Similarly, Obama held a solid 56%-39% lead among likely voters under 50 last month. In the current poll, Obama runs even with Romney among voters in this age group (46% Obama, 49% Romney).
Romney picked up seven points among white voters over the past month (from 51% in September to 58% now), while the horse race is unchanged among black voters. Obama’s earlier edge among college graduates (53%-42% in September) is now gone (48% Obama, 47% Romney). And Romney picked up nine points among voters with family incomes of $75,000 or more.
Obama trailed Romney last month among whites who don’t have a college degree, but he has fallen further behind in the current poll. Romney led Obama 53%-40% among this group in September but now holds a much larger 28-point lead (61%-33%).
A substantial majority of voters (69%) say they watched at least some part of last week’s presidential debate and by a more than three-to-one margin (72%-20%), voters who watched say that Romney did a better job than Obama. Romney’s performance exceeded voters’ expectations. Heading into the debate, about half said that Obama (51%) would do a better job, while only 29% said Romney would win. Republican and Democratic voters were about equally likely to have watched the debate.
The vast majority of Republican voters who watched the debate (95%) say that Romney did the better job, and many Democratic voters agree. Democrats are split in their assessment of who did better: 45% say Romney, 44% Obama.
Among independent voters, Romney was the clear winner (78% vs. 14%). And views of swing voters mirror those of independents: 70% say Romney won, 14% Obama.
Nearly two-thirds of voters who watched the debate say it was mostly informative (64%) compared with mostly confusing (26%). Republican voters overwhelmingly found the debate mostly informative (83%); only 11% say the debate was mostly confusing. By contrast, about as many Democratic voters say the debate was confusing (41%) as say it was informative (47%).
ABOUT THE SURVEY
The analysis in this report is based on telephone interviews conducted October 4-7, 2012, among a national sample of 1,511 adults, 18 years of age or older, living in all 50 U.S. states and the District of Columbia (906 respondents were interviewed on a landline telephone, and 605 were interviewed on a cell phone, including 291 who had no landline telephone). Data collection was managed by Princeton Survey Research Associates International and conducted by interviewers at Princeton Data Source. A combination of landline and cell phone random digit dial samples were used; both samples were provided by Survey Sampling International. Interviews were conducted in English and Spanish. Respondents in the landline sample were selected by randomly asking for the youngest adult male or female who is now at home. Interviews in the cell sample were conducted with the person who answered the phone, if that person was an adult 18 years of age or older. For detailed information about our survey methodology, see http://people-press.org/methodology/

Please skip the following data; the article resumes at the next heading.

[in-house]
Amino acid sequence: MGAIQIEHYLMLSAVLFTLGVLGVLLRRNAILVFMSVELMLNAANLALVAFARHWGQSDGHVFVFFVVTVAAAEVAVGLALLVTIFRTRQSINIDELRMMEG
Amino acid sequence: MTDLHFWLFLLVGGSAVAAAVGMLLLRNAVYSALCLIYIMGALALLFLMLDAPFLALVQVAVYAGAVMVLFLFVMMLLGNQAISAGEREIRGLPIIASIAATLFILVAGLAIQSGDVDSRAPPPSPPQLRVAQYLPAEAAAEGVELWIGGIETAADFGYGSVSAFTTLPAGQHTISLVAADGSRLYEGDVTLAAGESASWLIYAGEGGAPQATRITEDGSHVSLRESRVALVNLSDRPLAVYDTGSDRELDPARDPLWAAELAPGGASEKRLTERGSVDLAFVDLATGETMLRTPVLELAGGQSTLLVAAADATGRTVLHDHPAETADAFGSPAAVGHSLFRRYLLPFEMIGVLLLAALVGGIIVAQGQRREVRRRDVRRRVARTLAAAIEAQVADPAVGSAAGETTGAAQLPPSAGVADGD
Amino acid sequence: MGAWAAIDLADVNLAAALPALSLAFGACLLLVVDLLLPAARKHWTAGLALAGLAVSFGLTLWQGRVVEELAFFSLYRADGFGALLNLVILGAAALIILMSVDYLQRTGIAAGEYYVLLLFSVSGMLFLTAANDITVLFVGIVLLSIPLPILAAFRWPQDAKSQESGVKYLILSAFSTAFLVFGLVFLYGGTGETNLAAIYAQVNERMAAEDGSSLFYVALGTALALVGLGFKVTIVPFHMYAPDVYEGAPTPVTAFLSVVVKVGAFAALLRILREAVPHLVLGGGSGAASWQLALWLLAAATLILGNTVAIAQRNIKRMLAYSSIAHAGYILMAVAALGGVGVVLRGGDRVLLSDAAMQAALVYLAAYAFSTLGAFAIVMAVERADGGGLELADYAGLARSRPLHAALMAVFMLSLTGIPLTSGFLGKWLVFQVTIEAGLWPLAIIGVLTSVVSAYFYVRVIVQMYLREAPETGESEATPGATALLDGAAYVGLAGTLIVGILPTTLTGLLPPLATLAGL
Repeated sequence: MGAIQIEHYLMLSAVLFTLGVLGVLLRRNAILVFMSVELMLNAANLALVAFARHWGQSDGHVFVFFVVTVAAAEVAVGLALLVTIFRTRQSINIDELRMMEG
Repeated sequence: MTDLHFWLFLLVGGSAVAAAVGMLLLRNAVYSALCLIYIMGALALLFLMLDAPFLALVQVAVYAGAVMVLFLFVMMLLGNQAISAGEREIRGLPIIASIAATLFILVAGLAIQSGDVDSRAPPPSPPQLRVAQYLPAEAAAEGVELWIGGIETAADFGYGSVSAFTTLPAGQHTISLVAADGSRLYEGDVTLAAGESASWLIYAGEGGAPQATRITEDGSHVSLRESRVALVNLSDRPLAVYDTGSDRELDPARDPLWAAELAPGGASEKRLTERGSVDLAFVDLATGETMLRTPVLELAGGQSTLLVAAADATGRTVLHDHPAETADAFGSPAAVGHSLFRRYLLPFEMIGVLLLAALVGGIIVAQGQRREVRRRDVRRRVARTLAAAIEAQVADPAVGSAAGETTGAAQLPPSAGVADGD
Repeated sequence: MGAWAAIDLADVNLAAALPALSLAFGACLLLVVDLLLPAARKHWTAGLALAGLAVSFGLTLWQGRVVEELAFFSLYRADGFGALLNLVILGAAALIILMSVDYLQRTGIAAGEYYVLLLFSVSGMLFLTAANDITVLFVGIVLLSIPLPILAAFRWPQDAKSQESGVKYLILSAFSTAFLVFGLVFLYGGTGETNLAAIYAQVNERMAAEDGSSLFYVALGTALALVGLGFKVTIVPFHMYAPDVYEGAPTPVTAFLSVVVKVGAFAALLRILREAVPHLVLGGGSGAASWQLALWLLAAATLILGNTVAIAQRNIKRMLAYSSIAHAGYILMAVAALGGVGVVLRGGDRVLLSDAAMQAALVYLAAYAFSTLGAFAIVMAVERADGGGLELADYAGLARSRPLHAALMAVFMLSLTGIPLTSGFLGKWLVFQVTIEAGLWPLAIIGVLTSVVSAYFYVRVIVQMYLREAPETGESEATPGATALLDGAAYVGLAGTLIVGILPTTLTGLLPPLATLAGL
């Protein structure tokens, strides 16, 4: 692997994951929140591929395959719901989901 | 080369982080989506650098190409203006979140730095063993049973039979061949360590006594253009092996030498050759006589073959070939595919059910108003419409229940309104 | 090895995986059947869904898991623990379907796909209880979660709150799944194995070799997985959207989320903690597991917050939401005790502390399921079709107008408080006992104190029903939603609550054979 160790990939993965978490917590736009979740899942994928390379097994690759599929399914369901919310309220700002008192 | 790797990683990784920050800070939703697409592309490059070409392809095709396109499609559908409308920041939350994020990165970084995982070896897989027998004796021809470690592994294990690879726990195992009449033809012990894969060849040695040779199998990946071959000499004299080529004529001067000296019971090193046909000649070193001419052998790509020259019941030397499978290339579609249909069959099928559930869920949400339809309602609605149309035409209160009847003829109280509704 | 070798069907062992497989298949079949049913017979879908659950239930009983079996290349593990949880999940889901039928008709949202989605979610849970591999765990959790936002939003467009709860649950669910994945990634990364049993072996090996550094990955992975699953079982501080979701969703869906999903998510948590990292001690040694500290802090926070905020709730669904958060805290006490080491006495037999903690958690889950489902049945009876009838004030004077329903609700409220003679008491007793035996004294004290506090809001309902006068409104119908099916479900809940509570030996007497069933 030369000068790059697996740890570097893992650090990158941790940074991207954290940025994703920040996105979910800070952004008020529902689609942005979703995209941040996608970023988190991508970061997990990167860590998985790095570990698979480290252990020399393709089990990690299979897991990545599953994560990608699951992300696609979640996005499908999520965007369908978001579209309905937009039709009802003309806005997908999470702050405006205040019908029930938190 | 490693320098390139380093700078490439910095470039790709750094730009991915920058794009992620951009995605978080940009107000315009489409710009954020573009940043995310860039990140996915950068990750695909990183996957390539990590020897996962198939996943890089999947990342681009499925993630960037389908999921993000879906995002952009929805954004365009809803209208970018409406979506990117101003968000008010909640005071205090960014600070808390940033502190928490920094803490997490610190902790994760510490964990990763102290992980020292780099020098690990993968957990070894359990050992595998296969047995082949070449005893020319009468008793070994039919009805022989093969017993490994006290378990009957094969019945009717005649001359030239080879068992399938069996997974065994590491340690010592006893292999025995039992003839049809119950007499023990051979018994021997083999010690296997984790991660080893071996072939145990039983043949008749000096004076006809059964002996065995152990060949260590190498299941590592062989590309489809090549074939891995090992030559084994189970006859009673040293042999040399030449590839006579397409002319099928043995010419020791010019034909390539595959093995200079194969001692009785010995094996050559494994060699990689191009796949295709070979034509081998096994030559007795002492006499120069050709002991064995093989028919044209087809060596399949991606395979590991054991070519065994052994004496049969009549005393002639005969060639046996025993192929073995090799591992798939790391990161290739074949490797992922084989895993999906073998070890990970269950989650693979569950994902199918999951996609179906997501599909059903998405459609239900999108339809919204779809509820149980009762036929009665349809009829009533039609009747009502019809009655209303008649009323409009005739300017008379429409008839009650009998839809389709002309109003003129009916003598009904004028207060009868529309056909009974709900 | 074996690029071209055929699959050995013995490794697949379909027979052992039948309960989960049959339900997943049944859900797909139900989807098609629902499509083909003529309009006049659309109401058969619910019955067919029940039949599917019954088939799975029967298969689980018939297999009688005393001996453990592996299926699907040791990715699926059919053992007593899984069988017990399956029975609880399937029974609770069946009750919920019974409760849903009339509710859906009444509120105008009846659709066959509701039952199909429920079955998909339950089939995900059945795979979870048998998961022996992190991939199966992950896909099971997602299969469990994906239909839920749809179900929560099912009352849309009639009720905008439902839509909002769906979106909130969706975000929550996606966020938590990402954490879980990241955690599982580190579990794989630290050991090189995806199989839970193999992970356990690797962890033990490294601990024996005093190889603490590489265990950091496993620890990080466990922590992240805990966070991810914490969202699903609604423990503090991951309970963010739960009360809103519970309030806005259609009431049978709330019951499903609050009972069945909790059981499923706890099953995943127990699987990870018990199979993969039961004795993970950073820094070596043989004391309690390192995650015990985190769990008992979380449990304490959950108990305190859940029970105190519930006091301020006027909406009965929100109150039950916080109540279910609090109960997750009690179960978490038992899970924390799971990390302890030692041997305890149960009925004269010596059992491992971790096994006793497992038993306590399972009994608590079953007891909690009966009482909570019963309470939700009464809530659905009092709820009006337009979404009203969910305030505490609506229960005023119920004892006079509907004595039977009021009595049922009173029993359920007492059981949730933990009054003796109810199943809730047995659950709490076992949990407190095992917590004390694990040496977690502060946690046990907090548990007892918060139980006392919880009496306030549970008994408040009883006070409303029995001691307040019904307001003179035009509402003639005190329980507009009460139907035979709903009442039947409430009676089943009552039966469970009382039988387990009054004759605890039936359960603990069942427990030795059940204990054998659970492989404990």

The combined landline and cell phone sample are weighted using an iterative technique that matches gender, age, education, race, Hispanic origin and nativity and region to parameters from the March 2011 Census Bureau’s Current Population Survey and population density to parameters from the 2010 Decennial Census. The sample also is weighted to match current patterns of telephone status and relative usage of landline and cell phones (for those with both), based on extrapolations from the 2011 National Health Interview Survey. The weighting procedure also accounts for the fact that respondents with both landline and cell phones have a greater probability of being included in the combined sample and adjusts for household size among respondents with a landline phone. Sampling errors and statistical tests of significance take into account the effect of weighting. The following table shows the unweighted sample sizes and the error attributable to sampling that would be expected at the 95% level of confidence for different groups in the survey:
Sample sizes and sampling errors for other subgroups are available upon request.
In addition to sampling error, one should bear in mind that question wording and practical difficulties in conducting surveys can introduce error or bias into the findings of opinion polls.
Likely Voter Scale
Likely voter estimates are based on a 7-item turnout scale that includes the following questions: thought, campnii, precinct, oftvote, planto1/planto2, pvote08a and scale10. The turnout estimate used in identifying likely voters is 64%. More details about the Pew Research Center’s methodology for estimating likelihood to vote are available at http://www.people-press.org/files/2011/01/UnderstandingLikelyVoters.pdf.